Sculptures From Nepal


The main goal and concept of my chapter is to show how in asian art they use sculptures as a source of religious inspiration for others to follow the path of enlightenment like the buddhas once did. I really enjoy sculpture art and when as a class we looked at and read about religious art in the Western Himalayas as it pertains to Buddhism I saw one of these sculptures which peaked my interest. I like history so I wanted to through my chapter look into the religious stories and reasons why and how these sculptures were made. The reason I chose these images first off was because these bodhisattva, buddhas, and other deities are some of the main ones in the religion. These myths over time gained the most traction and are one of the many different representations of these religious icons. I wanted to show a range of sculptures that have different purposes and connections from within the Buddhist religion whether that be the very famous Bodhisattva Maitreya or Durga. Every sculpture tells its own background story to inspire those who worship. Some terms that I felt were most important from me to define were Bodhisattva and buddha. Bodhisattva, is one of the most important term for my chapter and it means a person who is able to reach enlightenment but delays doing so out of compassion in order to save other beings. A Buddha is a person who has reached that final stage of enlightenment.

Additionally I chose to use these ones because they are made of gilt copper alloy which looks like gold as well as semi precious stones making them look very sacred and valuable. In Nepal, metal as a medium and sculpture making has been a popular within the region for centuries and these artisan metal workers are particularly valued often working in tandem with other artist from Tibet. I thought it would be interesting to dive into how they are able to make such intricate and detailed works with with such a rough medium like metal. There are two different ways that my reading talks about as the methods of constructing these sculptures. The first way is a very complex process called repoussé where an artisan hammers the back side of a thin sheet of metal which it indents on the outward side of it. The more popular method of creating sculptures like these is through what is called the lost wax technique. This version of sculpture making entails, “The sculptor shapes an image out of beeswax. Then layers of clay are applied to the wax model, from fine to coarse, creating a mold, usually in several parts. When the clay mold is heated, the clay hardens and the wax is drained out. The metalworker then pours molten metal into the empty space of the mold through the same channels the wax was poured out. When the metal has cooled and hardened, the clay mold is broken off, revealing the rough metal statue inside. This statue is often then polished, chiseled, combined with parts that were cast separately, gilded, inlaid with precious substances, and painted” (Rubin Museum). It is a truly fascinating process from where they start with just sheets of metal to a polished figure like the ones below.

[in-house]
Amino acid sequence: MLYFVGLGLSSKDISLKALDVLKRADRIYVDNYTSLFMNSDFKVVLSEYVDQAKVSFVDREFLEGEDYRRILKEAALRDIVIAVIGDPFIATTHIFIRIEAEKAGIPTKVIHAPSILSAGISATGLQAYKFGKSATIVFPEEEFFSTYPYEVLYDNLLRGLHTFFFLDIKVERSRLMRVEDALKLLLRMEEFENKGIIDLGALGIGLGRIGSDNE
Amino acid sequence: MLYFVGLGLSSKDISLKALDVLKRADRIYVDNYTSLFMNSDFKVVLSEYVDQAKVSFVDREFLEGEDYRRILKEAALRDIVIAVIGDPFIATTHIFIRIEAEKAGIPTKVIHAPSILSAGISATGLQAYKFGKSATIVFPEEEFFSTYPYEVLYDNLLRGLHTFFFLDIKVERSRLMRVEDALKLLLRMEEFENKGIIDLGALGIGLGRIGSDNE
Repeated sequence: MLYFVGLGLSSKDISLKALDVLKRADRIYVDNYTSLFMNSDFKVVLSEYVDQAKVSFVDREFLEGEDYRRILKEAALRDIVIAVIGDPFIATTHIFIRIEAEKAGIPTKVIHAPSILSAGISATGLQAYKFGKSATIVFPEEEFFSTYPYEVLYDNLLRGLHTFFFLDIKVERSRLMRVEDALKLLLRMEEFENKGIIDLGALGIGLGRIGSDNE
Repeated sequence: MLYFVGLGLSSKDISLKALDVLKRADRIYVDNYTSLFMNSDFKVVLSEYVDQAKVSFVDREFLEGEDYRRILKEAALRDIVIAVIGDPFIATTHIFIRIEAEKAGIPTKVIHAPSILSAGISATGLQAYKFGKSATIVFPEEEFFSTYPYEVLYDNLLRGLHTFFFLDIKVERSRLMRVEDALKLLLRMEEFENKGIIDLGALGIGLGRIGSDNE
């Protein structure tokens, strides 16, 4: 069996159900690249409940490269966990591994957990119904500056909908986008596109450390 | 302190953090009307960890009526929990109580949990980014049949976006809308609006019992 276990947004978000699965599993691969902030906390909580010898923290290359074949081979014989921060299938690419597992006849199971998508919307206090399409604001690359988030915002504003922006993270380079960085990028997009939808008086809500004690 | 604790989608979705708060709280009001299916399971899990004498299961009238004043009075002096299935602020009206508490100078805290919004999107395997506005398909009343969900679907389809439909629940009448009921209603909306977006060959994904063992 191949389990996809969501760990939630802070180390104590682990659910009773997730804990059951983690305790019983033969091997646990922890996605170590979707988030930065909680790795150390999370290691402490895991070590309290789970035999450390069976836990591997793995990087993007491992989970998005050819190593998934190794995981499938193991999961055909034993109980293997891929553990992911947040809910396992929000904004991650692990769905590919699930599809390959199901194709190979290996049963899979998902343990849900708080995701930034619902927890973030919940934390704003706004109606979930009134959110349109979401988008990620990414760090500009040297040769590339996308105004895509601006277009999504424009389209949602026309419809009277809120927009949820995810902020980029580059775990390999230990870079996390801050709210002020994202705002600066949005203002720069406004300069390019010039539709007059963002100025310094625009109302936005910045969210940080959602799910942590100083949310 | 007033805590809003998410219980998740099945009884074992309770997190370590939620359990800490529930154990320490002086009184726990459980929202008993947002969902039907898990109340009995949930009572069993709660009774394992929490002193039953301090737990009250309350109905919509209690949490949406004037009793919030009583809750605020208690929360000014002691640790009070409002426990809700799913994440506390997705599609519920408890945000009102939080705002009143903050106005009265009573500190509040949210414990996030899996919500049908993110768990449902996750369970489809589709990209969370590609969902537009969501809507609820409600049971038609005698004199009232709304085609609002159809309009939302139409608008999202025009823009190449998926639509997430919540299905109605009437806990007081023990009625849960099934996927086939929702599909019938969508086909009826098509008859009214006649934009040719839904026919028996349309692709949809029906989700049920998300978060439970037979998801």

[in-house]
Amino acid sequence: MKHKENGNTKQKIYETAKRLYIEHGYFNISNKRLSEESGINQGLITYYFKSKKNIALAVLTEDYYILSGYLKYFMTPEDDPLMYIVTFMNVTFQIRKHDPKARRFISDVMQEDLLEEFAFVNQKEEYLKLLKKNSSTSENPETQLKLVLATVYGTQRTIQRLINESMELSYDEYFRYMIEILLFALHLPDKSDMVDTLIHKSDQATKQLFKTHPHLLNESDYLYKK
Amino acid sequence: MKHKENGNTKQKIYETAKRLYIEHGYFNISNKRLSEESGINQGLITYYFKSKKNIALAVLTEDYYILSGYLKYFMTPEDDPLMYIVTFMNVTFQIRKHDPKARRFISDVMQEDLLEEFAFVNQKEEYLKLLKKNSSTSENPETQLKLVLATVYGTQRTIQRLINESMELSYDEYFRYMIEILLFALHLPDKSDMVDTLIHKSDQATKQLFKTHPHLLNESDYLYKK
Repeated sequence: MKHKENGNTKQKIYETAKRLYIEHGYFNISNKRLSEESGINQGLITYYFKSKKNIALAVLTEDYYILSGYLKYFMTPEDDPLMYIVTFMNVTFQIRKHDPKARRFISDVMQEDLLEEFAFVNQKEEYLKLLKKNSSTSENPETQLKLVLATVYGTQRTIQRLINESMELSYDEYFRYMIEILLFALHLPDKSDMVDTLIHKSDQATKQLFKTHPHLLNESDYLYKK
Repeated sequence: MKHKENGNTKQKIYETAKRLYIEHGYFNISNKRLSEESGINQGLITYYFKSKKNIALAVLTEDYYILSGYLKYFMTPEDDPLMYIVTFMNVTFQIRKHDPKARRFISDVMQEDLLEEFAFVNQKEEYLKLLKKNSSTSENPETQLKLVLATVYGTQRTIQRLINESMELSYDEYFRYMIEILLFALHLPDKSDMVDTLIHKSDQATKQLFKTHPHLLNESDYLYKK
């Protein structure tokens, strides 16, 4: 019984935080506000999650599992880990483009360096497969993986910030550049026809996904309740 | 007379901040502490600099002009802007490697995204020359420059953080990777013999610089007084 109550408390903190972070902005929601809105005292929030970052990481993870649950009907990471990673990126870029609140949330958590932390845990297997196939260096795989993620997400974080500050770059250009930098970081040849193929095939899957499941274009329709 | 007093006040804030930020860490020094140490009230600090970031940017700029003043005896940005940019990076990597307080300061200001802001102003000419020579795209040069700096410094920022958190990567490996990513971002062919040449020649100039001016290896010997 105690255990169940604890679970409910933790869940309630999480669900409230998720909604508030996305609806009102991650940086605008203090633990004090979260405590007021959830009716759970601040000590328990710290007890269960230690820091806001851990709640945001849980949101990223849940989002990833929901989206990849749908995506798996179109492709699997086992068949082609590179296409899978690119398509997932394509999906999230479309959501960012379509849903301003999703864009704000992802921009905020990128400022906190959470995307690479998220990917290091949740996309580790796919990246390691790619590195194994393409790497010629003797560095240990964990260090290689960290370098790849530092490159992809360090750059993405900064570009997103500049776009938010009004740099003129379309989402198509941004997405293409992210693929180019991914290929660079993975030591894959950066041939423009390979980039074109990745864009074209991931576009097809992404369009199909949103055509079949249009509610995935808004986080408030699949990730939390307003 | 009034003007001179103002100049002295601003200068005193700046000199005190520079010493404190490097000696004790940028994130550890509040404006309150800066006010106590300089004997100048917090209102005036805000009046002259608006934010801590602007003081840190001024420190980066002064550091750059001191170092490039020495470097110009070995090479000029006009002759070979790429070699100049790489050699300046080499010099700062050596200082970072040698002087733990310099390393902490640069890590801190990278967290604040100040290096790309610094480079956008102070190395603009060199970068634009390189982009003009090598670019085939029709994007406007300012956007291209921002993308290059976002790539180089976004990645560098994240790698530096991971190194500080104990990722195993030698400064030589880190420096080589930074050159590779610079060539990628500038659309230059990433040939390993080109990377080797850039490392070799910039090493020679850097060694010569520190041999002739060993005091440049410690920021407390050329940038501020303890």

The religious context of the sculptures comes from a later new form of Buddhism with an expanded pantheon and more elaborate rituals. Later Buddhism is what created the concept of Bodhisattvas and goddesses which is where all of my sculptures come from. The text cites that especially in Nepal and Tibet these sorts of sculptures of new deities were commonplace. Additional, ferocious deities like the version of Manjushri I have below (figure 3) were created signify protect Buddhism and its believers. It additionally talks about these sculptures serving as a visual aid for someone worshiping to these icons and the teachings that one can get from them.